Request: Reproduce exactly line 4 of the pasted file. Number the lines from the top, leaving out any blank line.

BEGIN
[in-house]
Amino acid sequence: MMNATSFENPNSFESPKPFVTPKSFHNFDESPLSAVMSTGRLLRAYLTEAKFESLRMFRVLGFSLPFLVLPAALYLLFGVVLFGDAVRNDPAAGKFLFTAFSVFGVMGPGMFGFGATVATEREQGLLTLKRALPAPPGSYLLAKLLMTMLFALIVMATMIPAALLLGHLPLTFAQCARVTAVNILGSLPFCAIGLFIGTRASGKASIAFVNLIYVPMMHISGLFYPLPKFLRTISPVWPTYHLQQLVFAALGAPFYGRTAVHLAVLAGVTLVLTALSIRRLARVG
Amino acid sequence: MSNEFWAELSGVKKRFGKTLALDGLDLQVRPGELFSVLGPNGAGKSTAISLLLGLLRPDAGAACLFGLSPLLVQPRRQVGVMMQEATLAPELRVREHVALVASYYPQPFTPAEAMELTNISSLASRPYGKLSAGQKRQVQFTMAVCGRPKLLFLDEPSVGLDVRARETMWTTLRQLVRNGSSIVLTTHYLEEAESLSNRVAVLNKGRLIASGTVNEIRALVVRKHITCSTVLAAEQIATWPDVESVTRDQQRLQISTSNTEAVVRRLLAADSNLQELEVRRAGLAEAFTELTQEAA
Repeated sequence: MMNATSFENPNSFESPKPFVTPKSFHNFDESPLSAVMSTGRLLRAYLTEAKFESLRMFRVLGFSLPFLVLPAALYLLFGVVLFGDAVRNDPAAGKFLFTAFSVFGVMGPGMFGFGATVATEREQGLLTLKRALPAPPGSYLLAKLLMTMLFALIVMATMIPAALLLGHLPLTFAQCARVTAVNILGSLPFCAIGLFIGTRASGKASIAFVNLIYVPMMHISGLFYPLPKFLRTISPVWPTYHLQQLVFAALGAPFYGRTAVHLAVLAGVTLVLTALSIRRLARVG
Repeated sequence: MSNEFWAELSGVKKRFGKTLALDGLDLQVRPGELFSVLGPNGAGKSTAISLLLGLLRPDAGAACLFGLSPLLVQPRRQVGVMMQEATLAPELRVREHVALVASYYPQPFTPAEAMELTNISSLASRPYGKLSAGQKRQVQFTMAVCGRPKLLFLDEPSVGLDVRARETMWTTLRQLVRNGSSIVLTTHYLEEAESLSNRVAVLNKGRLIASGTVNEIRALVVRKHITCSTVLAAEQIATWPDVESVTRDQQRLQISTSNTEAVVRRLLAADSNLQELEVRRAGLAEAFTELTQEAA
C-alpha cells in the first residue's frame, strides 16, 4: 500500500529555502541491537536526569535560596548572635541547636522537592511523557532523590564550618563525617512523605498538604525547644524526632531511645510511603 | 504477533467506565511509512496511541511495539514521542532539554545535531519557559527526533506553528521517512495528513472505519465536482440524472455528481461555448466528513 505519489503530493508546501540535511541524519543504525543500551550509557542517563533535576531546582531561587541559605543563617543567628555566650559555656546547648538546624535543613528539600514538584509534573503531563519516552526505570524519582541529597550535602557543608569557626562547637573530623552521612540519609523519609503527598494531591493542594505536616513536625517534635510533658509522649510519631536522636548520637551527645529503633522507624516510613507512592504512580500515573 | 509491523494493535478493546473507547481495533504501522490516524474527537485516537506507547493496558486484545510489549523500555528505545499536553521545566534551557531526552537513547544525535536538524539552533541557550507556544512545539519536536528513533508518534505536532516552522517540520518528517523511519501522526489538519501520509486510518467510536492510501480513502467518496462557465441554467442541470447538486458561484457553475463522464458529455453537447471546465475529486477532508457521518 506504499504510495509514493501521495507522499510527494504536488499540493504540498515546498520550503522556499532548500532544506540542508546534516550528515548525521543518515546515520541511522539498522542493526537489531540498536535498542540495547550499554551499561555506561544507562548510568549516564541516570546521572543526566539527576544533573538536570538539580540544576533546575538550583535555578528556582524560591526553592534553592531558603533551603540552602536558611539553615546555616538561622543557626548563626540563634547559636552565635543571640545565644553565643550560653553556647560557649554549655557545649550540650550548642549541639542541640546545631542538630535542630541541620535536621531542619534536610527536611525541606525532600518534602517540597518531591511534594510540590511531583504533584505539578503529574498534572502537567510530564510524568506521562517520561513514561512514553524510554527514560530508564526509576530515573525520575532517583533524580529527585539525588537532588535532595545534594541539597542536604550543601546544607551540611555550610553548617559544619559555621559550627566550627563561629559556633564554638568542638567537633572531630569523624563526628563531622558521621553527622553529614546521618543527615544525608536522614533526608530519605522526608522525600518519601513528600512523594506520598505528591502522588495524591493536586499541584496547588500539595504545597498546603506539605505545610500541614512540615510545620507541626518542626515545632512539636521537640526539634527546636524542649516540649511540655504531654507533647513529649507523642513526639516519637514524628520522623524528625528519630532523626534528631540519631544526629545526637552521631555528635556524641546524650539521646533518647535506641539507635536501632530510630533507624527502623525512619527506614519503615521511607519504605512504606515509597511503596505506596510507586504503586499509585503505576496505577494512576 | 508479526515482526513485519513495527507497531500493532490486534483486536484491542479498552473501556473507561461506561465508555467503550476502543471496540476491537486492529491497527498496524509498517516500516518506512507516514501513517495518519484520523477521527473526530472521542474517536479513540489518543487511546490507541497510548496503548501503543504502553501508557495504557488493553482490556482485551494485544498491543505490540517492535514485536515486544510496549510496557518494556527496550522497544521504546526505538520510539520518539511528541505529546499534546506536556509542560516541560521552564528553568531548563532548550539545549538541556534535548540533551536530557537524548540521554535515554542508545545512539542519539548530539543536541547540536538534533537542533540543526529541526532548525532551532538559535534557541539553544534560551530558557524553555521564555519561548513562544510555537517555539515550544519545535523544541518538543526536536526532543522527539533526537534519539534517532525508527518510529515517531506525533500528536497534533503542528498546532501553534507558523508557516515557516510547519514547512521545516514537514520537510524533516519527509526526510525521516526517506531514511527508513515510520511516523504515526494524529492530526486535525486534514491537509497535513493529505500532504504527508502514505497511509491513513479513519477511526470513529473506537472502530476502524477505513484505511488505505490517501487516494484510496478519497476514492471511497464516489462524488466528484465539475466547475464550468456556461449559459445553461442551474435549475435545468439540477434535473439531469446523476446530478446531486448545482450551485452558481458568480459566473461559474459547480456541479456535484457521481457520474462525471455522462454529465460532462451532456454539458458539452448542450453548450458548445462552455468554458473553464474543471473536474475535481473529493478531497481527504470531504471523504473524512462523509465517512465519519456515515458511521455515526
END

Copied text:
Repeated sequence: MMNATSFENPNSFESPKPFVTPKSFHNFDESPLSAVMSTGRLLRAYLTEAKFESLRMFRVLGFSLPFLVLPAALYLLFGVVLFGDAVRNDPAAGKFLFTAFSVFGVMGPGMFGFGATVATEREQGLLTLKRALPAPPGSYLLAKLLMTMLFALIVMATMIPAALLLGHLPLTFAQCARVTAVNILGSLPFCAIGLFIGTRASGKASIAFVNLIYVPMMHISGLFYPLPKFLRTISPVWPTYHLQQLVFAALGAPFYGRTAVHLAVLAGVTLVLTALSIRRLARVG